Tuesday, February 13, 2018

Tanzania, Part 1

Ernest Hemingway said, “There is no such thing as a bad morning in Africa.”  He nailed it!  This is our first time to East Africa, and it’s been one of our most unique travel experiences, so far.   And that’s probably why you haven’t heard from us since we left 11 days ago, except for a couple of small Facebook posts.  Also, connectivity and bandwidth (both electronically and mentally) and full schedules haven’t helped, but that’s a good thing.    

We’re in a fun group of 11, all but Kathy and I and one other are Willamette alumni.  After a 26- hour journey and a few hours of sleep we went to the run-down town of  Mto wa Mbu, which means mosquito town.  It lived up to its name at night.  We stayed in the Jambo Safari Lodge, definitely a one-star place,  with a kitchen, dining area, a few duplex bungalows,  some tent sites, and very friendly staff.

The Red Sweater Project
We volunteered at the Mungere School for the Red Sweater Project, in the heart of Masai country.  This was quite an impressive school, started by Ashley Holmer, a Willamette Alum and the second most impressive woman I have ever met.  A few miles from town over dusty paths by tuk tuks(3-wheeled scooter cabs), the Mungere high school is a bright light in Tanzanian secondary education.  More about that in future posts, but please check out this link.

Working side-by-side with students, we planted over 600 acacia trees in the rock-hard soil, moved tons of rock, and hiked 6 miles round trip  to a jungle waterfall with some of the best students.  We also visited two of the students’ homes and a Masai village.  Getting to know the students and getting insights about Tanzania from Ashley may very well be the highlight of our trip.  We would have loved to bring a few of those kids, ages 12-18, home with us!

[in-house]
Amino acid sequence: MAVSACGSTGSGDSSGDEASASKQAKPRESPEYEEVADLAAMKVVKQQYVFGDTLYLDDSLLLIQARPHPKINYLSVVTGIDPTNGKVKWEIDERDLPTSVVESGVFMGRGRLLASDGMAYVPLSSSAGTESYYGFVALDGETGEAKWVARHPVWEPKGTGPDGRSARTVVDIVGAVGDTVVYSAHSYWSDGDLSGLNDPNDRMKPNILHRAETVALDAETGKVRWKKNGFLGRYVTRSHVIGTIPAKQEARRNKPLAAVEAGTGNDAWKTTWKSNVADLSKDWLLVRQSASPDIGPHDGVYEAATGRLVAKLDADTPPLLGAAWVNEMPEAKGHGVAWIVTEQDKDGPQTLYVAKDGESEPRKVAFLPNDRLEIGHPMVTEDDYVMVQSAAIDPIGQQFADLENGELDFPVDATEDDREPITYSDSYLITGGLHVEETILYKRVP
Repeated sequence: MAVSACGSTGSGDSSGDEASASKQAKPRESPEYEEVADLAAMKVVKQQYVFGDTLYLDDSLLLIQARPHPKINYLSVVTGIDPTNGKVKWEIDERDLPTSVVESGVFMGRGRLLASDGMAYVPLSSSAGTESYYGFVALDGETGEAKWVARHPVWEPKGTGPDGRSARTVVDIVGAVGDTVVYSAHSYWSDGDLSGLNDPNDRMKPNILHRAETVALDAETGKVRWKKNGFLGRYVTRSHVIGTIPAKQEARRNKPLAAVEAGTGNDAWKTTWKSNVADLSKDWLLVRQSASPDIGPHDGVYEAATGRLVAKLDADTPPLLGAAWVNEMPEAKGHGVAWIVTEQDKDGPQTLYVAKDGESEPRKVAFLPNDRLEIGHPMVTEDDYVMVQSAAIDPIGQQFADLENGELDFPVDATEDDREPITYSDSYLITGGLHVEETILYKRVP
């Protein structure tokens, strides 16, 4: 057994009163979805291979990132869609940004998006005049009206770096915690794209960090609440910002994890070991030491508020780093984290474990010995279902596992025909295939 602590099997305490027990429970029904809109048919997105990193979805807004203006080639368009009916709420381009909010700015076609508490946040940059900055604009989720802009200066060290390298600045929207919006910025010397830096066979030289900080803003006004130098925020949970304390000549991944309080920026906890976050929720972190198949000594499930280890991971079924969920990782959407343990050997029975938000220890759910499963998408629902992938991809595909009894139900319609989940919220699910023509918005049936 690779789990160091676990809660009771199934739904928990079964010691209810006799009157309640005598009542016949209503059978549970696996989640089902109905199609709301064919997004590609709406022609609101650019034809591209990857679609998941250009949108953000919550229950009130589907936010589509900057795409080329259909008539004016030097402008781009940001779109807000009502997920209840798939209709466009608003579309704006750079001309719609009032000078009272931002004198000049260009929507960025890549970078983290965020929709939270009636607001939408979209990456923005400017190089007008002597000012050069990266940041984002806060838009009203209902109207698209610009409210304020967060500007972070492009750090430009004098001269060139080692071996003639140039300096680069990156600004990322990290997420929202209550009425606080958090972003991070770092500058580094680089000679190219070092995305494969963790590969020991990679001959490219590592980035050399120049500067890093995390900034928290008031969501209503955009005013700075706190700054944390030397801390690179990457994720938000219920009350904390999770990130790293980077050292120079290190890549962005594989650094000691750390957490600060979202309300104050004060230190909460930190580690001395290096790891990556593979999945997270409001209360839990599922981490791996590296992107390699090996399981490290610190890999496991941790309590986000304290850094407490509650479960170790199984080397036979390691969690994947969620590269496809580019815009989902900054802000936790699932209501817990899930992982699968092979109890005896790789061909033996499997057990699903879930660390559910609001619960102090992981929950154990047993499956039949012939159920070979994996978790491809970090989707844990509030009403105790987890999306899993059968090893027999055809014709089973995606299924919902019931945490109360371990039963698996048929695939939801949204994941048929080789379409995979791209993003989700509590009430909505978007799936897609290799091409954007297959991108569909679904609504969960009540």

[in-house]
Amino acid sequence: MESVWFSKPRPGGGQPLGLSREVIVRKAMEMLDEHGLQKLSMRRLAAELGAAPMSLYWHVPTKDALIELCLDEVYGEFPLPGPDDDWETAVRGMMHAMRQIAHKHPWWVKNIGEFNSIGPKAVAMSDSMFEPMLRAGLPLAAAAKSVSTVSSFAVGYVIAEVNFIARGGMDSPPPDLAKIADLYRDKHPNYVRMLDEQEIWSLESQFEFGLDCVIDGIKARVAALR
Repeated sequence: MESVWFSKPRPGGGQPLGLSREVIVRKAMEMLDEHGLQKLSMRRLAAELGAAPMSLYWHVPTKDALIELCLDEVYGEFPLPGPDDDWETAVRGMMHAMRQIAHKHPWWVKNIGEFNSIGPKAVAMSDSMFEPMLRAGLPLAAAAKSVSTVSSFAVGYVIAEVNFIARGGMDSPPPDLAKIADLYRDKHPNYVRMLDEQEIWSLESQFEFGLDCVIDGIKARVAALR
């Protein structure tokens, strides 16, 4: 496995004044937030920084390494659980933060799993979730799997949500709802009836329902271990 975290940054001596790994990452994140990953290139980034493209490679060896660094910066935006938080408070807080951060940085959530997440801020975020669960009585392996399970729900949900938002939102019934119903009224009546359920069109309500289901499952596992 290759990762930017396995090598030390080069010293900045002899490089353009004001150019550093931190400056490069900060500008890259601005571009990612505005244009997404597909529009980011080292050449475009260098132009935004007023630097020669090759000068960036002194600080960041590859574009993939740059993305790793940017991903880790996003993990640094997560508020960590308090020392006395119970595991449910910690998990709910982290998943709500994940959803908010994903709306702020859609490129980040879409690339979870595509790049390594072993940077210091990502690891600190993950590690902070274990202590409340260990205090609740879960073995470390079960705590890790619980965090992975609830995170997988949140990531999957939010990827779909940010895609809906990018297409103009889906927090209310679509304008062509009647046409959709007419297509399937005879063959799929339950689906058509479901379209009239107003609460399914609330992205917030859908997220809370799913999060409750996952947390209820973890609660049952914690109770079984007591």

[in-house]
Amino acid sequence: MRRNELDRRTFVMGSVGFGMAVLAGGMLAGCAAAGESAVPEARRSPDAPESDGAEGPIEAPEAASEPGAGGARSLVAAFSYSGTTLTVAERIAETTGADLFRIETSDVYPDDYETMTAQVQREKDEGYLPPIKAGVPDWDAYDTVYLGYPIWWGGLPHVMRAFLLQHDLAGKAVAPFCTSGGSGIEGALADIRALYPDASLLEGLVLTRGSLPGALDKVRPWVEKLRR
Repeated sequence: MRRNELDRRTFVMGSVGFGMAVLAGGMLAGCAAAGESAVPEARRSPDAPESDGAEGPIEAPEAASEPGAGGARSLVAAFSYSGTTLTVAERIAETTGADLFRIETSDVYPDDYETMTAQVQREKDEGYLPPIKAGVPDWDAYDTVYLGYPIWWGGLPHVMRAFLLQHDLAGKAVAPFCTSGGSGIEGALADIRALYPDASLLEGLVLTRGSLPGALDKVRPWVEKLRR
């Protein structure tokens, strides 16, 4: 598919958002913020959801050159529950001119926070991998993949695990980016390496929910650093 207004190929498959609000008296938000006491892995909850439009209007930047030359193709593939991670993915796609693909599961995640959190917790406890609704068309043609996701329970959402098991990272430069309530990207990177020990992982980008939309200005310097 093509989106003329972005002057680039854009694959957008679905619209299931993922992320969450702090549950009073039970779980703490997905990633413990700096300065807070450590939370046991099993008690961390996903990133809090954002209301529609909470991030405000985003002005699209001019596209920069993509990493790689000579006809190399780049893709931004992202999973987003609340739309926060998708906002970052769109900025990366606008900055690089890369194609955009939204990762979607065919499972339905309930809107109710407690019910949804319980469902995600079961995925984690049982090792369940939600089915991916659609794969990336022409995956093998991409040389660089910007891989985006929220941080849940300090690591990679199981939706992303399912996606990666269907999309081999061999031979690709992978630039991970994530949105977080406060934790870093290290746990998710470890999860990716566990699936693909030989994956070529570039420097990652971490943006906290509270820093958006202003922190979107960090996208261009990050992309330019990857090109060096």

Tangerine and Serengeti National Parks, and the Ngorongoro Conservation areas.
After five days in Mosquito Town, we started a five-day safari, staying one night in a luxurious safari lodge,, two wonderful nights in a tent camp in the middle of the Serengeti, and two nights at a very nice coffee plantation.

I’ll have more photos posted in a link later when I have more time and lots of bandwidth.  Meanwhile, here are just a few.  The animals were magnificent, the vistas expansive, the roads bone jarring and rough.  Serengeti must be several times the size of Yellowstone.  Today we descended 2,000 feet into the Ngoru Ngoru Crater, 12 miles across and got to witness the majesty and drama of the animal kingdom.

The group tour ends tomorrow, but Kathy and I are taking a small plane to Ruhah National Park in south central Tanzania.  (It would have been a brutal two-day drive to get there.).  More later in Part 2.  Technical difficulties limit my ability to post photos on this blog in this low-bandwidth environment, but if you want to see some photos now, please send me a Facebook friend request.


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